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gastrointestinal hormone after bariatric surgery.pdf

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levels, enhanced markers of insulin signalling in key target
tissues, favourable changes in enzymes mediating glucose
and fatty acid metabolism, and decreased intramuscular and
intrahepatic lipids (6).

Weight-independent antidiabetic effects
There is increasing evidence that certain bariatric procedures exert their antidiabetic effects through mechanisms
that are independent of weight loss and caloric restriction.
Following RYGB and BPD, type 2 diabetes typically resolves
before major weight loss has occurred (6,7). Such rapid
remission of diabetes is not observed following purely
restrictive procedures such as VBG or LAGB. Moreover,
greater improvement has been shown in glucose homeostasis after RYGB than with equivalent weight loss from purely
gastric-restrictive procedures or non-surgical interventions
(20,21). RYGB also restores the normal beta-cell acute insulin response to glucose that is characteristically lost in type 2
diabetes (22). Although the precise mechanisms through
which type 2 diabetes remission occurs following metabolic
surgery remain to be fully elucidated, it is clear that endocrine changes due to rearrangement of the gut anatomy play
an important role.

Several studies have examined changes in levels of incretin
hormones following bariatric surgery.

GLP-1 is an incretin peptide that increases glucose tolerance by enhancing glucose-dependent insulin secretion,
suppressing glucagon secretion, inhibiting gastric emptying,
increasing beta-cell mass (at least in experimental animals)
and possibly improving insulin sensitivity (6). GLP-1 is
produced primarily in the ileum and colon by nutrientstimulated L cells.
Early studies reported an increased fasting and postprandial enteroglucagon (previously used as a marker for
GLP-1) after both gastric bypass and jejunoileal bypass (23).
Subsequent changes in both fasting and postprandial GLP-1
levels have been reported in several studies.
The postprandial GLP-1 response is consistently observed
to be augmented during an oral glucose tolerance test or mixed
meal test after gastric bypass or BPD in obese subjects with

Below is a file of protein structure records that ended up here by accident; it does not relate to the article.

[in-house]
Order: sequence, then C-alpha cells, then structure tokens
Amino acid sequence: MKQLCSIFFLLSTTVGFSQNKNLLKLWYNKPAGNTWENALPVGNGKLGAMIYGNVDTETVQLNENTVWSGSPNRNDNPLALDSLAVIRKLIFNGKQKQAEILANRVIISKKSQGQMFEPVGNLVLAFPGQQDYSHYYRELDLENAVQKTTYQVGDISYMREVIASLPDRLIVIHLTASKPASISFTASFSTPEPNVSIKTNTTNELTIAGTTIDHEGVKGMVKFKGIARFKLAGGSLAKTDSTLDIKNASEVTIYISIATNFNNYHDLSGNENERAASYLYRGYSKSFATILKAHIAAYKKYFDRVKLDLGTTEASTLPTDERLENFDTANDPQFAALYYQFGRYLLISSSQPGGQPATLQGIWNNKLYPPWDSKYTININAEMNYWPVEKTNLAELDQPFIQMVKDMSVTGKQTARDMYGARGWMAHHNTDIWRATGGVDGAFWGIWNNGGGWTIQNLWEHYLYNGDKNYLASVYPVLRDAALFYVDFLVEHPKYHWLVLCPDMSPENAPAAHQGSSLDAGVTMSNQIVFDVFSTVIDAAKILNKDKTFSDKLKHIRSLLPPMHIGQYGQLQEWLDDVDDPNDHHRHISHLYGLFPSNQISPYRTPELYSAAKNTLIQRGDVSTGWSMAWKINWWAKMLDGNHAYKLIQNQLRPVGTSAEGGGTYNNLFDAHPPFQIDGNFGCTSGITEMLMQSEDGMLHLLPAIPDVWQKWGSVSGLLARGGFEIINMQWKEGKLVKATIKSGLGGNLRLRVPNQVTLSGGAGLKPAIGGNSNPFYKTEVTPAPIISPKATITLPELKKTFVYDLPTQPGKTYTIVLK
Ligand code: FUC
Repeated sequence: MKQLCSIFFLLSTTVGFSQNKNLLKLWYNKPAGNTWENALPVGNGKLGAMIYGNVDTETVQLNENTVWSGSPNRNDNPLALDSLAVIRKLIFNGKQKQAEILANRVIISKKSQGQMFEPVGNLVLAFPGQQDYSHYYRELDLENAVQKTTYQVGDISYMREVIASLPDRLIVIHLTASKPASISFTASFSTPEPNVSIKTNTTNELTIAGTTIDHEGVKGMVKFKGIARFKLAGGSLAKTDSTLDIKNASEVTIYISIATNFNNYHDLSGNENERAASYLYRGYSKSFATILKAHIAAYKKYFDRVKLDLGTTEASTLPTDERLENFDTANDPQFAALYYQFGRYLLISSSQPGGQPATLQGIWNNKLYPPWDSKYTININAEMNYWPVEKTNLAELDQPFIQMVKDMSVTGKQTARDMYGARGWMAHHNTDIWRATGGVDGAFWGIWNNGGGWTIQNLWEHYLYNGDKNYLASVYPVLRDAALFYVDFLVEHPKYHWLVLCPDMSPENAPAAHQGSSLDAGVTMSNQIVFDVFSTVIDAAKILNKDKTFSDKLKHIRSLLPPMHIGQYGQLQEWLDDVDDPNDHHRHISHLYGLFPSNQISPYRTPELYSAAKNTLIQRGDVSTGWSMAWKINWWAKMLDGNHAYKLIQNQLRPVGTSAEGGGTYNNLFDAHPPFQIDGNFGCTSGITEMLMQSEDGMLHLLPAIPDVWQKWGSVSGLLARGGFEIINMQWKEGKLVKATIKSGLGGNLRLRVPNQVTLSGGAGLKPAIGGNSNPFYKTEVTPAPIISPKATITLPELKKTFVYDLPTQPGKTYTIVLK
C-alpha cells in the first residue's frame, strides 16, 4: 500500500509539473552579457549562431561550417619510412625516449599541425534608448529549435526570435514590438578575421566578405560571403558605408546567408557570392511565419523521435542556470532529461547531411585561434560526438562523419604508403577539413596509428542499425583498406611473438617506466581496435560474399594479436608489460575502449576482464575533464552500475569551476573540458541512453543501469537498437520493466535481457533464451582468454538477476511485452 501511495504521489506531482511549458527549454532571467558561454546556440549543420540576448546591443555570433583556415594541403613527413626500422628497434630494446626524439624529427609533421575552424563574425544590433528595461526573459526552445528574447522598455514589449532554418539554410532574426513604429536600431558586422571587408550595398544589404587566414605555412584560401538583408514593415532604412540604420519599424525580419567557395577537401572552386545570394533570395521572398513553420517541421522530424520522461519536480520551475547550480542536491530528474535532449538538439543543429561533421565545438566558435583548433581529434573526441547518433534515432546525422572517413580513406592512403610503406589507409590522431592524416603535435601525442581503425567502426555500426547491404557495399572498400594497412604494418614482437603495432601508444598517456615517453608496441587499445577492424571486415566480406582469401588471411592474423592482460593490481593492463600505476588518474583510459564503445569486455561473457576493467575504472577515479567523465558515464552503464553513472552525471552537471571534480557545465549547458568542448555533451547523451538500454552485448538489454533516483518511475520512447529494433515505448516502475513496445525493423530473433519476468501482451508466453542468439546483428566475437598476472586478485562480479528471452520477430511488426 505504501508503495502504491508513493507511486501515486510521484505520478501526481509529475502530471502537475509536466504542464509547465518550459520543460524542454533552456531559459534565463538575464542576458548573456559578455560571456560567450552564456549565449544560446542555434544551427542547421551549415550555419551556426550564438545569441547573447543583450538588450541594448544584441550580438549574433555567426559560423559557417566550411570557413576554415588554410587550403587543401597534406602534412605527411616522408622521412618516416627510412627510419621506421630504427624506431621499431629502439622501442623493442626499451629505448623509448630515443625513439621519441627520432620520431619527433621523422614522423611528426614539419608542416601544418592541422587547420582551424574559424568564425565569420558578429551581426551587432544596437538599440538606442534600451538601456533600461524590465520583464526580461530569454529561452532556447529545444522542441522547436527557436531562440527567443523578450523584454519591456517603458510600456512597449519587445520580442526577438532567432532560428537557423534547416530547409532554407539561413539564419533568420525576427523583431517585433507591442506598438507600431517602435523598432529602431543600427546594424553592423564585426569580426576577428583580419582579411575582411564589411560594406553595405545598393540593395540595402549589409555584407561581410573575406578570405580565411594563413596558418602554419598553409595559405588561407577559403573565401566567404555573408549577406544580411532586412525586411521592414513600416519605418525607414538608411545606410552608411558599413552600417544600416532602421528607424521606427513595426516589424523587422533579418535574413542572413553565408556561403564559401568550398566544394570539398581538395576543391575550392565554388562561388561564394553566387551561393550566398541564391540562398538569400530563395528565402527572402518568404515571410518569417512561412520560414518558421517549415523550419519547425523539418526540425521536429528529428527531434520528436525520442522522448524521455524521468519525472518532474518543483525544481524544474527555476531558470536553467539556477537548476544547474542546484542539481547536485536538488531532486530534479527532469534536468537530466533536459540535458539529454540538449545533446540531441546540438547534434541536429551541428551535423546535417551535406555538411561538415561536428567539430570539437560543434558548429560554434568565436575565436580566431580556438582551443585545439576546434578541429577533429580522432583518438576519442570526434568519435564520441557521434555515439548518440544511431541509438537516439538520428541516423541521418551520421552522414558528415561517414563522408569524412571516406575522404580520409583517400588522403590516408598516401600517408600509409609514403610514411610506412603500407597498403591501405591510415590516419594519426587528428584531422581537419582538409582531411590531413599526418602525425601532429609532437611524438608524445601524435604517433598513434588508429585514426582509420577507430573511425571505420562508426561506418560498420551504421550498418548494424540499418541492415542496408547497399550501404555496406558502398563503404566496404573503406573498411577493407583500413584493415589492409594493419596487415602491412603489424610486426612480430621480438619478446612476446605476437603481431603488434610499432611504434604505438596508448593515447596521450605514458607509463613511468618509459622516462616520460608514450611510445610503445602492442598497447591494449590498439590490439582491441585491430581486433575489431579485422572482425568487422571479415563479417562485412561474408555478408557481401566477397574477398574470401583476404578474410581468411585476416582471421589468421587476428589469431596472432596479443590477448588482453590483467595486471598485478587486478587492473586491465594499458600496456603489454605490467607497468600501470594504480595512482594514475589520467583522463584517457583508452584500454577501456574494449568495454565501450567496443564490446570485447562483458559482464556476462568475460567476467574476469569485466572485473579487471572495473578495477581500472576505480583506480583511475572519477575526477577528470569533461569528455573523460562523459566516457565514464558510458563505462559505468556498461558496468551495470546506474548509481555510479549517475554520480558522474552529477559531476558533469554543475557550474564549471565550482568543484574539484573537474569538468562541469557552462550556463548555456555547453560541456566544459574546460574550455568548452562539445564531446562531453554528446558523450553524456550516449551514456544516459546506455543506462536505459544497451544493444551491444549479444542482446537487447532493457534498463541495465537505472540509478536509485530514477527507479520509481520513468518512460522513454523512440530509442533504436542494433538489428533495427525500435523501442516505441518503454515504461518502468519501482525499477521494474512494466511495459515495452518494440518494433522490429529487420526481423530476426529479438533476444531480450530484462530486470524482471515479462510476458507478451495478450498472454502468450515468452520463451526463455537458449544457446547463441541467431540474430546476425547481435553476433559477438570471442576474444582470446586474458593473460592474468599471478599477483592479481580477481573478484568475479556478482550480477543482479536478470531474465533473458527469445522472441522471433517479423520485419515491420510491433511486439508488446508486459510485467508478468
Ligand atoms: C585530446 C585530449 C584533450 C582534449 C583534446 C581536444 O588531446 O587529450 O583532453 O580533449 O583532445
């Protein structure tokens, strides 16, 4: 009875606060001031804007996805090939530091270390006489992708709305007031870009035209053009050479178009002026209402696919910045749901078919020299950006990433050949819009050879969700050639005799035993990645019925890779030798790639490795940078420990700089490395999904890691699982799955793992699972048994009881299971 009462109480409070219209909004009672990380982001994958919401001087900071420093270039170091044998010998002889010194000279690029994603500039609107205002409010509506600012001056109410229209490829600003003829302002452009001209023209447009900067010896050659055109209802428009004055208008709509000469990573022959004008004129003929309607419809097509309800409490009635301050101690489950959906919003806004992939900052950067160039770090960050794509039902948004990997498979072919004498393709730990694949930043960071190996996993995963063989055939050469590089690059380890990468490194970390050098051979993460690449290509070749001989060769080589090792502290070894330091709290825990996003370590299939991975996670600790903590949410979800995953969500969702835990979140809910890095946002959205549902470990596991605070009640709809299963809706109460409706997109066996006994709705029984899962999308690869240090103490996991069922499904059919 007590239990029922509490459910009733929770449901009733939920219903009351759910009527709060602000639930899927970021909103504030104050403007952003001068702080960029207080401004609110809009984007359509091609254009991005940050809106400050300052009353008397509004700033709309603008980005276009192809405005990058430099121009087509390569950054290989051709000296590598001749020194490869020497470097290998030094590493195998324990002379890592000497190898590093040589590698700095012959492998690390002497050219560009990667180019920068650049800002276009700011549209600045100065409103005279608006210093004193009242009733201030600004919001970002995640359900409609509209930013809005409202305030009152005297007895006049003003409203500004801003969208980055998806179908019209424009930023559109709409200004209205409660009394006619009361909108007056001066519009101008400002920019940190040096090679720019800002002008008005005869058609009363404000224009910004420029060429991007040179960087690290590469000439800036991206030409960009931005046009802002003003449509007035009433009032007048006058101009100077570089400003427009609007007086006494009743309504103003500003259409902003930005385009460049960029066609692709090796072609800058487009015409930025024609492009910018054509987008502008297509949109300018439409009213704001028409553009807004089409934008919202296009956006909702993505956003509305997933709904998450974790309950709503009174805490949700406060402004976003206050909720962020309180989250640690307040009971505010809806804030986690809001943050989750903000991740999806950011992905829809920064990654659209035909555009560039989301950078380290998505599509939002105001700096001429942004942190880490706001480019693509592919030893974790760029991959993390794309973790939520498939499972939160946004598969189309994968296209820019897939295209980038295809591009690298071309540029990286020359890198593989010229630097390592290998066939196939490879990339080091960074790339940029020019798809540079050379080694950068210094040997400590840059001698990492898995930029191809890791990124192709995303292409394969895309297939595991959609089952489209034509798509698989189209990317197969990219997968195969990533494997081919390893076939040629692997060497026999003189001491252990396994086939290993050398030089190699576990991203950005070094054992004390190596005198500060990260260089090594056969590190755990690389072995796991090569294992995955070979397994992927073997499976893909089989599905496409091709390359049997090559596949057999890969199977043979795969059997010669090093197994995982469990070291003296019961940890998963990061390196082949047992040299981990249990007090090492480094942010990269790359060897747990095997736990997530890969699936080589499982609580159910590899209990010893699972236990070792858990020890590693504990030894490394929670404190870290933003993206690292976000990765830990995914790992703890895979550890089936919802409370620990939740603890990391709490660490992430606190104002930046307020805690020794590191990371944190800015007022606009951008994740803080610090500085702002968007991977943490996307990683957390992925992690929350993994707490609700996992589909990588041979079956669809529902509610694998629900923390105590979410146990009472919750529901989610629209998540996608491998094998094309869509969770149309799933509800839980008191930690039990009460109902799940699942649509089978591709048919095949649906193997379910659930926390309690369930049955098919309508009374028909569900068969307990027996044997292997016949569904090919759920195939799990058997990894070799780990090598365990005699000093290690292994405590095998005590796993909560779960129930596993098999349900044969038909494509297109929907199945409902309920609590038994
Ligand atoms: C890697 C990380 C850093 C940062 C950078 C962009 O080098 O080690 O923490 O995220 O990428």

and without diabetes (6,24). The rise in GLP-1 occurs as early
as 2 days after surgery and is shown to persist at 6 months and
1 year (23). In contrast to gastric bypass and BPD, purely gastric restrictive procedures (i.e. VBG and gastric banding) are
not associated with any change in GLP-1 levels (25).
Gastric inhibitory peptide
The data regarding gastric inhibitory peptide (GIP) are not

as consistent as those reported for GLP-1. Studies have
found either a reduction of or no change in fasting GIP levels after GBP or BPD. Stimulated GIP levels after a test meal
were reported by Laferrère and colleagues to be increased
1 month after gastric bypass (24); however, other groups
reported a reduction in GIP levels 3 to 12 months after
surgery (23,26).

Incretin effect
Apart from the changes in GLP-1 and GIP levels, it been
demonstrated that the incretin effect on insulin secretion,
which is impaired in type 2 diabetes, is restored to normal
levels 1 month after gastric bypass (22). This effect was
shown to persist at 1 year following surgery in subjects with
type 2 diabetes of <5 years’ duration.
Ghrelin is an orexigenic hormone produced primarily by the
stomach. Administration of ghrelin or its analogues stimulates food intake. Ghrelin levels have an inverse relationship
with body weight; consequently, obese individuals have
lower ghrelin levels. Weight loss by diet results in increased
ghrelin levels, perhaps contributing to the resistance to lifestyle interventions for obesity. Recent data from human and
animal studies suggest a role for ghrelin in glucose homeostasis beyond its effect on caloric intake. In fact, ghrelin can
stimulate insulin counterregulatory hormones, suppress
the insulin-sensitizing hormone adiponectin, block hepatic
insulin signalling at the level of phosphatidylinositol3-kinase and inhibit insulin secretion (27). Ghrelin deletion
in diabetic ob/ob mice has also been shown to reduce FBG
and insulin levels, and improve glucose tolerance (28).
Several groups have reported decreased ghrelin levels
after RYGB, which may partly account for the improved
glycemia (23,29). Other studies, however, have reported either unchanged or increased ghrelin levels (6,30).
Cummings and colleagues (6) suggested that these heterogeneous findings may be explained by differences in the surgical techniques used, possibly involving variations in the
degree of exclusion of gastric fundus or variable treatment
of the vagus nerve. These variations may account for the disruption of ghrelin secretion in most, but not all, cohorts.
Data from rodent and human studies expectedly indicate
that ghrelin levels are suppressed following resection of the
ghrelin-rich gastric fundus, as occurs with SG (Figure 4)
(31). In contrast, ghrelin levels show the normal physiological rise with weight loss after gastric banding or VBG
(Figure 2) (32).

Peptide YY
Peptide YY (PYY) is an anorexigenic hormone co-secreted